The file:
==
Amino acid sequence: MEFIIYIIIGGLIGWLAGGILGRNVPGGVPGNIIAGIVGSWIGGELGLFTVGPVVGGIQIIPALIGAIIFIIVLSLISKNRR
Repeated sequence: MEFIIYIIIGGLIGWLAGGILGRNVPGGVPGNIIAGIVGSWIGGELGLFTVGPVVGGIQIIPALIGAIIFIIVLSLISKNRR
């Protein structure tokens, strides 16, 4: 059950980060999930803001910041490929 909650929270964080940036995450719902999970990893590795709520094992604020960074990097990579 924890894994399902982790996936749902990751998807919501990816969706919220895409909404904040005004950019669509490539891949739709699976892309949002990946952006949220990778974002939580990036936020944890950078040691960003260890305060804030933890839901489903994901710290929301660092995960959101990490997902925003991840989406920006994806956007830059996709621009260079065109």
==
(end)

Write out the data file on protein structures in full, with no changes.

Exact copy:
Amino acid sequence: MEFIIYIIIGGLIGWLAGGILGRNVPGGVPGNIIAGIVGSWIGGELGLFTVGPVVGGIQIIPALIGAIIFIIVLSLISKNRR
Repeated sequence: MEFIIYIIIGGLIGWLAGGILGRNVPGGVPGNIIAGIVGSWIGGELGLFTVGPVVGGIQIIPALIGAIIFIIVLSLISKNRR
């Protein structure tokens, strides 16, 4: 059950980060999930803001910041490929 909650929270964080940036995450719902999970990893590795709520094992604020960074990097990579 924890894994399902982790996936749902990751998807919501990816969706919220895409909404904040005004950019669509490539891949739709699976892309949002990946952006949220990778974002939580990036936020944890950078040691960003260890305060804030933890839901489903994901710290929301660092995960959101990490997902925003991840989406920006994806956007830059996709621009260079065109």